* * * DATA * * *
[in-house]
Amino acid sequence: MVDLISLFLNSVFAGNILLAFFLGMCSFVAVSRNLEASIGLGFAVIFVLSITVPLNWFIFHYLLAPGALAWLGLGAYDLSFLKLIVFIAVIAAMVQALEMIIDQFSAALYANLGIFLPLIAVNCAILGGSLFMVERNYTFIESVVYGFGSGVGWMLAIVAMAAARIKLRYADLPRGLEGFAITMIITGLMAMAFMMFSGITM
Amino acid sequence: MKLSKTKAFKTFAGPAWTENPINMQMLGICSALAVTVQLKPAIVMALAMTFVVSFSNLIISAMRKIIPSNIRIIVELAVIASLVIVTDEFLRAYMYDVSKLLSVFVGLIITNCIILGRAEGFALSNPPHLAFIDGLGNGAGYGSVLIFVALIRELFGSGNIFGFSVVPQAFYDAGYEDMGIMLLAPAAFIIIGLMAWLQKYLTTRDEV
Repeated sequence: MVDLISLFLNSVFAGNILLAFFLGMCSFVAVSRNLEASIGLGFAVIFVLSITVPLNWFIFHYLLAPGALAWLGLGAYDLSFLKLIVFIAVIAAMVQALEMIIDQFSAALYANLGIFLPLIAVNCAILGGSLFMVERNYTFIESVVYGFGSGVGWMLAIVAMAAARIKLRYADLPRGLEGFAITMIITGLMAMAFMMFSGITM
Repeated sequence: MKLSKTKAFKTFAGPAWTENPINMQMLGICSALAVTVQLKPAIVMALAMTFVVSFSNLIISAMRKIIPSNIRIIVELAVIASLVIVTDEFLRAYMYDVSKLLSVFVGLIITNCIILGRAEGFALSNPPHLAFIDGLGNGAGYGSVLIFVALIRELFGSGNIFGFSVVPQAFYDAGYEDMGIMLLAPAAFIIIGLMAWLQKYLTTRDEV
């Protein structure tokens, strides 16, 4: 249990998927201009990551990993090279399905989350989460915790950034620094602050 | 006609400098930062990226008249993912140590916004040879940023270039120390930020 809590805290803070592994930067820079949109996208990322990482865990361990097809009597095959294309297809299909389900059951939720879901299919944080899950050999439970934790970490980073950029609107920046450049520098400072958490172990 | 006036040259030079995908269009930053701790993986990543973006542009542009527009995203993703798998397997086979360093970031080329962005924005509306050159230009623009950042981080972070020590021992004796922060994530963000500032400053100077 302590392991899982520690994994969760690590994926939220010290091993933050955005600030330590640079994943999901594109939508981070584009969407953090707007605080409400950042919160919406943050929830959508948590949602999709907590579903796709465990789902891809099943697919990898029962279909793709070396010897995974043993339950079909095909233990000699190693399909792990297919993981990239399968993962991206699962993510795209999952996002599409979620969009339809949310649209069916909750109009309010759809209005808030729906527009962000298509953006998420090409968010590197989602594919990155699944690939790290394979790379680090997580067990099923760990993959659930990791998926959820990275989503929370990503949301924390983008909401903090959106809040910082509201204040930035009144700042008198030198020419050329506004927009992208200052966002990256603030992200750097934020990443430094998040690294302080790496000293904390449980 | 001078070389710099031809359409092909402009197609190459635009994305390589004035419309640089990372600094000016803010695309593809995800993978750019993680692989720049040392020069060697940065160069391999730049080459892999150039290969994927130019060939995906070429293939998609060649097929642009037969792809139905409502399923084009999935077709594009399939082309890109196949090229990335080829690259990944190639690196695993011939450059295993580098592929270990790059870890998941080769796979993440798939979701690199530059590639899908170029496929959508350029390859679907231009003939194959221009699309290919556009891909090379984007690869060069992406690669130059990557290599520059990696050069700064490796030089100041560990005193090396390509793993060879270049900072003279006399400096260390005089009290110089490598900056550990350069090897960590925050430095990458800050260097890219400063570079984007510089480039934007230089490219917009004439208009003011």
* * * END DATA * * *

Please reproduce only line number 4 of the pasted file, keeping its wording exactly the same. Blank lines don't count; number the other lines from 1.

Repeated sequence: MVDLISLFLNSVFAGNILLAFFLGMCSFVAVSRNLEASIGLGFAVIFVLSITVPLNWFIFHYLLAPGALAWLGLGAYDLSFLKLIVFIAVIAAMVQALEMIIDQFSAALYANLGIFLPLIAVNCAILGGSLFMVERNYTFIESVVYGFGSGVGWMLAIVAMAAARIKLRYADLPRGLEGFAITMIITGLMAMAFMMFSGITM